Fiona: Did you learn anything from writing your book and what was it?

Yes, that not everyone loves cliffhangers.

Fiona: Do you have any advice for other writers?

My advice to other writers is to never give up, to believe in yourself, and to never stop perfecting your craft.

Fiona: Do you have anything specific that you want to say to your readers?

The readers that have stuck by me and my books are the best. They’re wonderfully loyal and I couldn’t have done it without them.

Fiona: Do you remember the first book you read?

Yeah, it was all about the adventures of Dick and Jane, I believe. The first book I actually read for fun was Battlestar Galactica, hence the part about being a sci-fi nerd.

Fiona: What makes you laugh/cry?

I hate standup comedy because I feel like I’m expected to laugh. What makes me really laugh is the unexpected. My family gets angry with me at times because I have been known to laugh at their expense, their falling down or blunders. Oh, if they get hurt I quickly get it together but I will admit my first response is to face the moment head on with humor. I guess that’s why I chose to become a writer and not a paramedic like my sister. What makes me cry is saying goodbye to loved ones.  I’ve had to do that far too often the last few years, and seeing my children hurt. Seeing my girls hurt or sad makes me feel helpless.

Fiona: Is there one person pass or present you would meet and why?

No one from the past but in the present I would love to meet my editor since she has been by my side since the beginning and we have yet to meet face to face, along with the members of my street team that have encouraged me along the journey.  I would actually love to reward them with a cruise someday.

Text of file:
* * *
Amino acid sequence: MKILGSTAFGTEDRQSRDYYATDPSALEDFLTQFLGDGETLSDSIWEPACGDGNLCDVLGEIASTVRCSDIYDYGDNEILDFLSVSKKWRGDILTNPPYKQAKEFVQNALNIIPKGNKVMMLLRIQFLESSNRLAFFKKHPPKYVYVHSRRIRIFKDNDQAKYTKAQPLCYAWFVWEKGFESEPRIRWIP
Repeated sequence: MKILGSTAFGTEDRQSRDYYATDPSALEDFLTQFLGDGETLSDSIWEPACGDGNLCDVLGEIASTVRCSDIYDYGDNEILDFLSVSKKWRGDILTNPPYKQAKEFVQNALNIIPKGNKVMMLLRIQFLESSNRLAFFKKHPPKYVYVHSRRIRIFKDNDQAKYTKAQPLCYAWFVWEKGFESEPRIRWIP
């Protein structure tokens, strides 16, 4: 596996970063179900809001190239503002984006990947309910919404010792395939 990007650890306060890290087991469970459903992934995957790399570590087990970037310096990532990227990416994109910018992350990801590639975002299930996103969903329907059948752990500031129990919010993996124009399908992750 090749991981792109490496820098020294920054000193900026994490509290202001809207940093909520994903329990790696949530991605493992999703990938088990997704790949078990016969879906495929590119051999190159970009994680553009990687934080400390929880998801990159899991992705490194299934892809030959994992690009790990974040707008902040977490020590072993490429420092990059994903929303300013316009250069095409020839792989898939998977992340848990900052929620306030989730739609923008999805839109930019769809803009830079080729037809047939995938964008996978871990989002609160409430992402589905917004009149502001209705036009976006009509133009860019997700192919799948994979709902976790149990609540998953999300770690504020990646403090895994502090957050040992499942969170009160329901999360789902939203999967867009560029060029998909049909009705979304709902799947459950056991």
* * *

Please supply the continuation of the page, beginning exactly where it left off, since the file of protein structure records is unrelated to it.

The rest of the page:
Fiona: What do you want written on your head stone and why?

Dare to believe in your dream.

I grew up believing that because I wasn’t rich or smart I didn’t have a right to dream but just as Eleanor Roosevelt, once stated “The future belongs to those who believe in the beauty of their dreams,” and I truly have come to believe in the beauty of mine.

Fiona: Other than writing do you have any hobbies?

I have a few, such as photography, art (even though I’m not very good) fishing, boating, reading, and music. Unless I’m watching television music is always on, no matter what I’m doing. I can’t fold clothes without a beat.

Fiona: What TV shows/films do you enjoy watching?

My favorite show on television is probably Criminal Minds. I’ll watch just about anything science fiction though, good or bad. I even love the old black and white monster flicks.

Fiona: Favorite foods / Colors/ Music

My favorite food is Mexican. My favorite color is blue, like the sky. But when it comes to music I love several different genres, and that genre truly depends on what kind of mood I’m in or what I’m doing. I’m not much of a country music lover but I do listen to country while I’m cleaning the house. I guess that’s because I like to sing along. I listen to the classic stuff or even boy bands such as the Backstreet Boys while on road trips, especially if my girls are with me, and I listen to contemporary jazz while reading. On the other hand when I’m writing I listen to anything from Fall Out Boy, the Irish group Westlife, Breaking Benjamin, Celine Dion, to a variation of soundtracks, and what I listen to is determined by what kind of a scene I’m writing.

Fiona: If you were not a writer what else would you like to have done?

Now that’s a strange thought. In high school I pondered the idea of being a forest ranger and taking pictures in my spare time, or oddly enough I considered the thought of working for the Behavioral Analysis Unit, or BAU, as a profiler. But, truthfully all I dreamed about, from early childhood, was becoming a writer. My high school counselor, very kindly, told me though that due to my grades and IQ, I could never be those things so I got married and became a stay-at-home mom. In the beginning I actually resented that but over time I looked to those years with my children, staying at home and being a housewife, as one of the biggest privileges of my life. I can’t say that I would ever change that about my past. So, I’d have to say that there isn’t anything I would have done and now because my children are grown, I’m able to do what I want and that’s write..

 Fiona: Do you have a blog/website? If so what is it?

I have a website which is in need of some serious updating, which you can find here.

Amazon Authors page USA